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    • Thanks for your help! And yeah sorry, it's just 3.5" disks with SATA to USB adapters sitting inside my case with the Pi.

      I like your solution, but if SnapRaid really does only needs two parity drives for up to 14 disks, I could also just keep one 3TB external as "travel drive" and just rsync whatever I want to take. I wouldn't take more than one drive on the road anyways. That way I'd gain 4TB of space. Regarding parity, are 2x3TB internals better/safer than to use 2x2TB?

      Union filesystems in OMV uses mergerFS to pool the drives, correct?

      The main reason for me wanting to use the 2.5" external disks as "main" disks was noise, with mergerFS can I somehow control what data "spills over" to which drive if one is full?
    • You really have 9 drives on a RPi3???

      Vandal wrote:

      Union filesystems in OMV uses mergerFS to pool the drives, correct?
      Yes.

      Vandal wrote:

      with mergerFS can I somehow control what data "spills over" to which drive if one is full?
      There are many different ways mergerfs can control the data. Read the policies section here.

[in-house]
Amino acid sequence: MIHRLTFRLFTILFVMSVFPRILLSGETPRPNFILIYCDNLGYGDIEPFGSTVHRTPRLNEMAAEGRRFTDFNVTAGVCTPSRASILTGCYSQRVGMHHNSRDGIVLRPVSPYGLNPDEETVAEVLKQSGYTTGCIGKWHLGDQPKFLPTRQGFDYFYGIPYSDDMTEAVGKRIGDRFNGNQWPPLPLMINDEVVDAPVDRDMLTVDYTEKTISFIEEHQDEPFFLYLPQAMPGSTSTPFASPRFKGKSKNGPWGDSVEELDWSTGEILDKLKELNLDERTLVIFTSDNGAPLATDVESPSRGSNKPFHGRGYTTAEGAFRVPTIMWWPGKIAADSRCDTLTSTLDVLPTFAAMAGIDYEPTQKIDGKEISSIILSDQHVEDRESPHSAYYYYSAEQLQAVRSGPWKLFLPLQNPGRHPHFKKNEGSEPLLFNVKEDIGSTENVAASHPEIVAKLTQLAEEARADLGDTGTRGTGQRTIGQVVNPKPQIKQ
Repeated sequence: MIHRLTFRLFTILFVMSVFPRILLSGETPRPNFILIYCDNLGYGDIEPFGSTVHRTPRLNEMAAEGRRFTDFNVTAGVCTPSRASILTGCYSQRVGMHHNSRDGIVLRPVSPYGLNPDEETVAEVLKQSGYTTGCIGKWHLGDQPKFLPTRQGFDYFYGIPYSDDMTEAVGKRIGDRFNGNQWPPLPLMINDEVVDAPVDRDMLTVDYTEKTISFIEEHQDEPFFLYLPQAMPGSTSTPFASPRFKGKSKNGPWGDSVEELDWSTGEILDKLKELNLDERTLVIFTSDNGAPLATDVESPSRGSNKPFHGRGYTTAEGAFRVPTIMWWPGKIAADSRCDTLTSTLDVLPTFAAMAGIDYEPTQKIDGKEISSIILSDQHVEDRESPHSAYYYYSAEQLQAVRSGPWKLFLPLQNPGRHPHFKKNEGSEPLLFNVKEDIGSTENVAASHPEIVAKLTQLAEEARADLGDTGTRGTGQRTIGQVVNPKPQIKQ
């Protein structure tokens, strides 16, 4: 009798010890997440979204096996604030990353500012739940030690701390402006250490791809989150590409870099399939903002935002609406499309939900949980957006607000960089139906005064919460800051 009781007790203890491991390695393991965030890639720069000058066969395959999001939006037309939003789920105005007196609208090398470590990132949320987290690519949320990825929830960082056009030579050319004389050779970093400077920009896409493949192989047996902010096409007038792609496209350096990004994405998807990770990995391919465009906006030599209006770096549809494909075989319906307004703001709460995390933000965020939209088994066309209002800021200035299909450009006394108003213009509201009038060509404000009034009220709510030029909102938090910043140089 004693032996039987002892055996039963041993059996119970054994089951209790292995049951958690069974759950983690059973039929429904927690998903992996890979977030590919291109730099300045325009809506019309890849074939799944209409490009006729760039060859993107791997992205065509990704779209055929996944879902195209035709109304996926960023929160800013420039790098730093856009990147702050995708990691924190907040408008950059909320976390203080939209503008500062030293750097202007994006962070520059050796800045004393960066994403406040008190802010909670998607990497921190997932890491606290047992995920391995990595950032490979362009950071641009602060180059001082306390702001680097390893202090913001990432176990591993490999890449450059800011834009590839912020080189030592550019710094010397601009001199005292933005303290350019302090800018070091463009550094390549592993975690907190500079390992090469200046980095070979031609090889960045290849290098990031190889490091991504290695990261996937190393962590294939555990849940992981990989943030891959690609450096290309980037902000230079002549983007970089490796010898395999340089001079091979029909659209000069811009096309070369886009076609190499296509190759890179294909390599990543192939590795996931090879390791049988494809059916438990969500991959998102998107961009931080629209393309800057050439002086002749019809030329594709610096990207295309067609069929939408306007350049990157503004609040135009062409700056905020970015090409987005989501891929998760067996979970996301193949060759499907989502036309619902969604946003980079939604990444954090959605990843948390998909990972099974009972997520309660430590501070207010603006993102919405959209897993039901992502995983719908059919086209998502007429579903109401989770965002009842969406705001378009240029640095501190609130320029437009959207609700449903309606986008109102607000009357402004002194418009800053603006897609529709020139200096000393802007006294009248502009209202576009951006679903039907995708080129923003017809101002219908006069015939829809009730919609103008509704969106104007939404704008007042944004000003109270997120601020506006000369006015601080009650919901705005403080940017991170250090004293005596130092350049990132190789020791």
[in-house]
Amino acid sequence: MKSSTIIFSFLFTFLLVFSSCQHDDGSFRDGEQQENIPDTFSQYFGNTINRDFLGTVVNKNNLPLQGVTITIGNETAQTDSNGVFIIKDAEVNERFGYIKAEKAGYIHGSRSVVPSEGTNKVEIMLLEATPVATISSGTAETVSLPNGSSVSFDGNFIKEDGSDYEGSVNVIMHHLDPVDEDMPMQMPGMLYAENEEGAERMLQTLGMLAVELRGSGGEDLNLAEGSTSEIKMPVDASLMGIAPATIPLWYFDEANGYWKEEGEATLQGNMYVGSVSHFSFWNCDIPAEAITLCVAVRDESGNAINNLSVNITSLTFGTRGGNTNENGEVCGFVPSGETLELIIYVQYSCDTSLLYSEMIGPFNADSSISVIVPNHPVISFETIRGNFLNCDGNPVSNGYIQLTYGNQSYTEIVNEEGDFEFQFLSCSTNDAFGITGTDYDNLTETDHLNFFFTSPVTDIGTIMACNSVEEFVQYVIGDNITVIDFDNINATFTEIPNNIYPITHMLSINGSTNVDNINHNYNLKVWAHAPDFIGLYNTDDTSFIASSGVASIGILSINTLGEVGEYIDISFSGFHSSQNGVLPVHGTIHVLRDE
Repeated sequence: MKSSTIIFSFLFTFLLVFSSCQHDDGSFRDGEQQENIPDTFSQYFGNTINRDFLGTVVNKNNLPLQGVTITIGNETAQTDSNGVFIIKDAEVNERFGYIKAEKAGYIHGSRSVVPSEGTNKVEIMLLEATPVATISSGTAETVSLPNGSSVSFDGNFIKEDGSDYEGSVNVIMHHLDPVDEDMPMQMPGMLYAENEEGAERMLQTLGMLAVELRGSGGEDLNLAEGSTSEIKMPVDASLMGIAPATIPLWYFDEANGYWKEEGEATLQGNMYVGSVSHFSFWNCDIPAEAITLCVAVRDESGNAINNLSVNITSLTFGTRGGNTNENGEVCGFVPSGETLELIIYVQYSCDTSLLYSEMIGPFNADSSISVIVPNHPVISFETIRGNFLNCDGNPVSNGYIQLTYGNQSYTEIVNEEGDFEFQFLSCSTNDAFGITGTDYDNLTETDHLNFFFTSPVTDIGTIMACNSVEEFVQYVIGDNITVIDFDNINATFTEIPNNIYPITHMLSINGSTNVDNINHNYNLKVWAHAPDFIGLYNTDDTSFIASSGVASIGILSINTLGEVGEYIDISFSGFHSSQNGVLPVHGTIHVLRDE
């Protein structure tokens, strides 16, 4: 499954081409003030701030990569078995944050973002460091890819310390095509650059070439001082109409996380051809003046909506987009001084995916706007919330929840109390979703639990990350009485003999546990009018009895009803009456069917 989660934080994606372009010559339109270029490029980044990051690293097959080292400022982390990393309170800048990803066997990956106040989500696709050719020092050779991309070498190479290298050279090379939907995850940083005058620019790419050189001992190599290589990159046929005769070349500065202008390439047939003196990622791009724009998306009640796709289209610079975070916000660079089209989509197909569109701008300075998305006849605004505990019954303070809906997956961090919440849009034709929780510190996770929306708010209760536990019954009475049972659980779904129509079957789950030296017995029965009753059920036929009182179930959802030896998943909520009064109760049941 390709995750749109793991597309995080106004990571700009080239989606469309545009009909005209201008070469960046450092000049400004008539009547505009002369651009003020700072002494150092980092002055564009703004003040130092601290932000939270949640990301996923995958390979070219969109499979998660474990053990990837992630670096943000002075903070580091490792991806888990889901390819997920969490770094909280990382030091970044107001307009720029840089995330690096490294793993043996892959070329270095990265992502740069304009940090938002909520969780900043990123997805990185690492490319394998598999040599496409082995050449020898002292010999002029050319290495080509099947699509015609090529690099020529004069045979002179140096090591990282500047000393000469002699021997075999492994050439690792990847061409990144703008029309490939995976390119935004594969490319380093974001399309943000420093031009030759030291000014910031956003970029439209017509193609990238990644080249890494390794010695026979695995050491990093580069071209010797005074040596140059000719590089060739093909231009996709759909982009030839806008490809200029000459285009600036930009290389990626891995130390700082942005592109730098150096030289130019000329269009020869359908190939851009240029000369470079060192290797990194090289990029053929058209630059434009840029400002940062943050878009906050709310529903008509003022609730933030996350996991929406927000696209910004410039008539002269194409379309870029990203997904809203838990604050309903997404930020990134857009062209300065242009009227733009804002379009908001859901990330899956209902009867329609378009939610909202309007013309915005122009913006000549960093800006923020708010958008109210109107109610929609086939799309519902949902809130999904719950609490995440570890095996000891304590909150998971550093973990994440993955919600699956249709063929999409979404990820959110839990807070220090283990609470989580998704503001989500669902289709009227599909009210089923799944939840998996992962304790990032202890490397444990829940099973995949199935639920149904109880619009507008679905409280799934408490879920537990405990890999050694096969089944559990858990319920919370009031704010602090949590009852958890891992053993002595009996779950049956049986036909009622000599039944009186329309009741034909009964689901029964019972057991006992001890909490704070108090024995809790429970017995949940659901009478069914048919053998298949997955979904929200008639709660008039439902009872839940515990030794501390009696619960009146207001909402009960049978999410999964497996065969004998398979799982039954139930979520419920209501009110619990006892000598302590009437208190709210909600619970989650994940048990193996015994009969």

I would snapraid on that many drives on an RPi would take forever to sync. It also would slow down everything especially since you would be saturating the usb bus that the network adapter shares. I think you need to look into getting a real motherboard.
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    • Ok, this is snapraid parity matrix.
      First number is number of parity disks ,last number is max number of related data disks
      So, you can have up to 4 data disk with 1 parity
      Up to 14 data disks with 2 parity. After that each parity disk adds about 6 or 7 data disks to the total.

      Parities Data disks
      1/Single Parity/RAID5 2 - 4
      2/Double Parity/RAID6 5 - 14
      3/Triple Parity 15 - 21
      4/Quad Parity 22 - 28
      5/Penta Parity 29 - 35
      6/Hexa Parity 36 - 42


      The only other must is that parity drives must be the largest drives in the set.
      I.e. if the largest data drive in the set is 3tb as is your case, than parity drives must be 3tb. Hence my proposed config.

      Unfortunately you need to sacrifice one or two of your 3tb drives for parity if you use snapraid or even some other data protection system.


      As for noise, using 2.5 drives as main drives will not help with noise much.